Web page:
The theory explains the Earth’s distinctive chemical composition.
The resolution can help tell the story of the other planets;
Researchers believe that the Earth formed slowly through a gravitational field.
In addition to answering the mystery of how our planet got here, the theory will explain the strange chemical composition of Earth. a land. It can help to know History of other planets Like us too.
“The prevailing theory in astrophysics and cosmology is that the Earth formed from cartilaginous asteroids. These are relatively simple and small clumps of rocks and minerals that formed early in the Solar System.
“The problem with this theory is that no combination of these chondrites can explain the exact composition of the Earth, which is poorer in light and volatile elements, such as hydrogen and helium, than we expected,” the professor said.
Researchers have come up with many ideas over the years to explain this, suggesting that the collision of the raw materials that shaped the Earth generated a huge amount of heat and vaporized the lighter elements.
However, the isotopic composition of the Earth seems to indicate otherwise: “All isotopes of a chemical element have the same number of protons, albeit with different numbers of neutrons. Isotopes with fewer neutrons are lighter, and therefore must run away more easily.”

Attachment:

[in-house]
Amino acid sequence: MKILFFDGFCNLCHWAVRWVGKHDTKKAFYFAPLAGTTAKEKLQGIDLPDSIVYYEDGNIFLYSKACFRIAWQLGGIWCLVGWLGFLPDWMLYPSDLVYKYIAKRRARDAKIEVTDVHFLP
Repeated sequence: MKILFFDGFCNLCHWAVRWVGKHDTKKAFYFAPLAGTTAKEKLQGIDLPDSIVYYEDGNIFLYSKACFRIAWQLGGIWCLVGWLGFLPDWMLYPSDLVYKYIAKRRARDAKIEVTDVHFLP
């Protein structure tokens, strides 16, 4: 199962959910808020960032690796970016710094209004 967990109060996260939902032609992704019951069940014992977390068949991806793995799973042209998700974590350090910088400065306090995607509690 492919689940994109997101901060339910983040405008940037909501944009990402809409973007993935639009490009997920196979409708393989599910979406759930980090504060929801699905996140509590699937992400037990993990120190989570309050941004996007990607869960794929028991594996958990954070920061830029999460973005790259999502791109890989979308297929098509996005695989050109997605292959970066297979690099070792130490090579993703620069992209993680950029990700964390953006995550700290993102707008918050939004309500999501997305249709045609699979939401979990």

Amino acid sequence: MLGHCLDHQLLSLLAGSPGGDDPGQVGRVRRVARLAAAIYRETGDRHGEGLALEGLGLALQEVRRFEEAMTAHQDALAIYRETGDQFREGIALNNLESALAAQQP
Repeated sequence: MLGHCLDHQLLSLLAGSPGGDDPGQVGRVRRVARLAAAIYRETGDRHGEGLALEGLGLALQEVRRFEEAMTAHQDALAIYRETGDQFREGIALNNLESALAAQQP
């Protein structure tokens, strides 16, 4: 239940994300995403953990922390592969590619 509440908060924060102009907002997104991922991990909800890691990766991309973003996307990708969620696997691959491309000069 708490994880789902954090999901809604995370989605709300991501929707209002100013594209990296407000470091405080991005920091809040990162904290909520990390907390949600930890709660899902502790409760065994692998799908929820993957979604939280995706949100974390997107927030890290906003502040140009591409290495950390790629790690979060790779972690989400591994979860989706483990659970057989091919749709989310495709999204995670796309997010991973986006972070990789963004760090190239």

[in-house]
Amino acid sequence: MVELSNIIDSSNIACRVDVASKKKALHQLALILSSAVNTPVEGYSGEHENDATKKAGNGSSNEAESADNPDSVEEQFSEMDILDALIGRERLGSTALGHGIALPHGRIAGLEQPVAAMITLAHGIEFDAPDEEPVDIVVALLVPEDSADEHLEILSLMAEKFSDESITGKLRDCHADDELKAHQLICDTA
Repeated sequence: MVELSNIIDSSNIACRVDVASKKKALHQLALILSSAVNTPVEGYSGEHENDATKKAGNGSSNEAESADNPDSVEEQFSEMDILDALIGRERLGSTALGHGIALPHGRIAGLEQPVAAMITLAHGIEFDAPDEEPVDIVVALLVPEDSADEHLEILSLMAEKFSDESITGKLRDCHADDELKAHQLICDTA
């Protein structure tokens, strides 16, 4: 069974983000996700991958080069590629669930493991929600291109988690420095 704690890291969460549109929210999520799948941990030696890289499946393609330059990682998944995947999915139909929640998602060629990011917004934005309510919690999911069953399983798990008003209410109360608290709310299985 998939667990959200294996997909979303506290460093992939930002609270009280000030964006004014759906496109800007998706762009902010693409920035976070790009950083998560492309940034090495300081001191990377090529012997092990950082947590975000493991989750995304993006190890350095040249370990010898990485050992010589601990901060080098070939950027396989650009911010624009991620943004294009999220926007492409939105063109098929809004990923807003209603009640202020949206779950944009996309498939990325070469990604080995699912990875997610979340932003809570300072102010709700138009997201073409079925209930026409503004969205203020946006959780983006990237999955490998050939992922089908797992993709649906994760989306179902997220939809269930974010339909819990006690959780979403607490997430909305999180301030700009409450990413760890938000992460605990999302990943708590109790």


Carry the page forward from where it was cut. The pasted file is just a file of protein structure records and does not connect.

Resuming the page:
“If the heating evaporation theory is correct, we would find fewer light isotopes on Earth today than the original chondrites. But that is exactly what isotopic measurements don’t show.”
Researchers began searching for a better answer. The planets in the Solar System are thought to have formed over time, with smaller grains growing in the minor planets — tiny bodies of accumulating gas and dust — accumulating material through their gravity.
Unlike chondrites, young planets have been heated enough to create a separation between their mineral core and the rocky mantle; Moreover, minor planets that formed in different regions around the Sun, or at different times, could have markedly different chemical compositions.
The team ran simulations of thousands of small planets colliding to see if they could produce objects similar to Mercury, Venus, Earth and Mars. Simulations show that not only can a mixture of many different minor planets be Earth, but a planet with Earth composition is the most statistically likely outcome.
“Even if we suspected it, we still found this result very impressive,” says Professor Susi.
“Now we not only have a mechanism that better explains the formation of the Earth, but we also have a reference to explain the formation of other rocky planets,” says the researcher.
“The mechanism can be used, for example, to predict how the composition of Mercury differs from that of other rocky planets. Or how rocky exoplanets might form from other stars.”
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